The church teachings that Ka Agnes has imbibed—“love your neighbour,” be compassionate, help the needy, “the least of Jesus brethren”—took her to a new path. Ka Agnes still goes from house-to-house but this time she arouses the masses from their stupor and enjoins them to wield the power in their hands to reverse their plight, wipe out class society, and change the world.

Active life in church 

Ka Agnes’ whole family is active in church. Her father is a leader in their parish. Her siblings are either members of the church choir or acolytes during mass. Ka Agnes was in a group that spreads the words of God in communities. Saturdays are for other Church activities, such as Bible study. She diligently observed church rituals, such as visiting churches during Lent and attending midnight masses during Advent. By her strong faith in God, she believed that problems are well-taken cared of because God has always a good plan for everyone. She lived by the teachings of the Ten Commandments. As a show of love and compassion for others, she gave alms to beggars. Had Ka Agnes not awakened to the harsh reality of life and the role religion played, she could have been a nun two decades ago.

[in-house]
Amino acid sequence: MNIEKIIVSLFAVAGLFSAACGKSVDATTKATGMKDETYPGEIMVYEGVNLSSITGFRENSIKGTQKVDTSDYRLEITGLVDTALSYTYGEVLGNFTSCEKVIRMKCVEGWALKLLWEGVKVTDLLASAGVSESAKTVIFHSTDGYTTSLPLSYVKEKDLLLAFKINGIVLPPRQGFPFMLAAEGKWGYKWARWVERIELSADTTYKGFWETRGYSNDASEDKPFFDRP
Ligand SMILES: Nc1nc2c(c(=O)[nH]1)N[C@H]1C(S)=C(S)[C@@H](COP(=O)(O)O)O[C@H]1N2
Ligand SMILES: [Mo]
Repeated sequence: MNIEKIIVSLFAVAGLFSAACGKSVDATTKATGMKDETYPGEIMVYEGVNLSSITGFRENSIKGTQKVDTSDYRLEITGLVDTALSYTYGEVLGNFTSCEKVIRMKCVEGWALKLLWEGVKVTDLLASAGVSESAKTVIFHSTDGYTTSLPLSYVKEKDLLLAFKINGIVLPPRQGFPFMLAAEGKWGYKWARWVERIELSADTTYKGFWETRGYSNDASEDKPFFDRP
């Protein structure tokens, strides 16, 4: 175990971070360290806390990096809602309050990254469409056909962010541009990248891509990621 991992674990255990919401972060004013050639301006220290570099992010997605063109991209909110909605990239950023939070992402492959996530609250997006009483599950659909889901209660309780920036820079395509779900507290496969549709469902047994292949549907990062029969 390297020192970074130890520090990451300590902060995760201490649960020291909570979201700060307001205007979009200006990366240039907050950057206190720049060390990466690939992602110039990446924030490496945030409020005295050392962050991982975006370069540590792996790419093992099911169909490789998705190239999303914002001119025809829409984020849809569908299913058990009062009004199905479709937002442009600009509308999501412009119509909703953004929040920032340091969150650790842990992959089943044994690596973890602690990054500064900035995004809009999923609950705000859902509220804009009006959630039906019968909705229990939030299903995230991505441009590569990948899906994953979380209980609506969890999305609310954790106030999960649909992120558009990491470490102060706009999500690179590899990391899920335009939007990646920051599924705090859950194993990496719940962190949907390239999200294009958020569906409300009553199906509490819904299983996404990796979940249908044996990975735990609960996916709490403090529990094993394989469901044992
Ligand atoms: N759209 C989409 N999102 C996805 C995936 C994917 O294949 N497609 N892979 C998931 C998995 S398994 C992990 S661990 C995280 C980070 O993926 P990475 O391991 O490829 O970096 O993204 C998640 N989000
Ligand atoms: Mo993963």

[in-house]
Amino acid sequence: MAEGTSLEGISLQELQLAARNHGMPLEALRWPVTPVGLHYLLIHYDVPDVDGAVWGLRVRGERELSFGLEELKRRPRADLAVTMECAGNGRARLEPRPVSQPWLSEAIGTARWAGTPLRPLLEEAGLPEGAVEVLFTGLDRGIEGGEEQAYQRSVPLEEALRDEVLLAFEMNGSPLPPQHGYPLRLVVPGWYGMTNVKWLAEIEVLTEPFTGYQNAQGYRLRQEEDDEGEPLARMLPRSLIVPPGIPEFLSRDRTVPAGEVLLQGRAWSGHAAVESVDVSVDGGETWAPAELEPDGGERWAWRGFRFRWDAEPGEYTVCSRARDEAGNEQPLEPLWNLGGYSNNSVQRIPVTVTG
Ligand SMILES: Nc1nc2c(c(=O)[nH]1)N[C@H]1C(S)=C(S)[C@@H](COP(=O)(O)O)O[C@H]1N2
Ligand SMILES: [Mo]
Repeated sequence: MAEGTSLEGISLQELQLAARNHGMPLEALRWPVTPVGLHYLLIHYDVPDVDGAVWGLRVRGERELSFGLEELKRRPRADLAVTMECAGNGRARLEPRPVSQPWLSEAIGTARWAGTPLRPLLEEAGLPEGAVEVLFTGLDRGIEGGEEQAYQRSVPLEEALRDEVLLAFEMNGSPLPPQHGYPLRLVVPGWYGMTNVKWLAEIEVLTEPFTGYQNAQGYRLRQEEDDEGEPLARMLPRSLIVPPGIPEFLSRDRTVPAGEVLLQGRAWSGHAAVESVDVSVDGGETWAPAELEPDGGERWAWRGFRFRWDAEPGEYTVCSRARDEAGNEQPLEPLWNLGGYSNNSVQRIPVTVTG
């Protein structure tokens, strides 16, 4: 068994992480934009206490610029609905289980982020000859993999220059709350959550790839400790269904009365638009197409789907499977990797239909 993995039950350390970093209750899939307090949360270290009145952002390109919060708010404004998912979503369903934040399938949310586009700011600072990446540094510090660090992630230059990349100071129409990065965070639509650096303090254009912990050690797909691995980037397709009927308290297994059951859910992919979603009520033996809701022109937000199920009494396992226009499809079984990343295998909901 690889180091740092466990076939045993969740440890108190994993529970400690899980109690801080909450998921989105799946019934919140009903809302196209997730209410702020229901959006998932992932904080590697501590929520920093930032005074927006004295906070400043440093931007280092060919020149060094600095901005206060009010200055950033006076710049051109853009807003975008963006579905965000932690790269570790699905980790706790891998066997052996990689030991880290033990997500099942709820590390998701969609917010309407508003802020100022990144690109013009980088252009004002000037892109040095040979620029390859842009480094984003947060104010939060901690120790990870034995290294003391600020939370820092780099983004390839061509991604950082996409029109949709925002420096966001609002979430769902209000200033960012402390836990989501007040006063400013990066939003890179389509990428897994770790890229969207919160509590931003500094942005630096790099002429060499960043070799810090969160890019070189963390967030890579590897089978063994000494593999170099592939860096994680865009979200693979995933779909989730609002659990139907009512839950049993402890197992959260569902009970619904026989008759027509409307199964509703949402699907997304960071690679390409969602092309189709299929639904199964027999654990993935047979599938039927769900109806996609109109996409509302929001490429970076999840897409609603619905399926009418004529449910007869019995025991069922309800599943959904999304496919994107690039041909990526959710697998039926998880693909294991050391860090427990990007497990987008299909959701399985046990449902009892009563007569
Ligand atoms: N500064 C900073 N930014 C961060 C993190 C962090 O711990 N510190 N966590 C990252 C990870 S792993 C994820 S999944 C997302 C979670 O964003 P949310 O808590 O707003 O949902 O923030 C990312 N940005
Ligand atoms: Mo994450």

Fresh vision 

Awareness and conscientiousness dawned on Ka Agnes during her college days. Akin to her interest to help people, she took up Social Work. The course curriculum required visiting depressed communities, frequently those of peasants and urban poor. The students stayed in these villages for days to gain deeper insight on the people’s situation.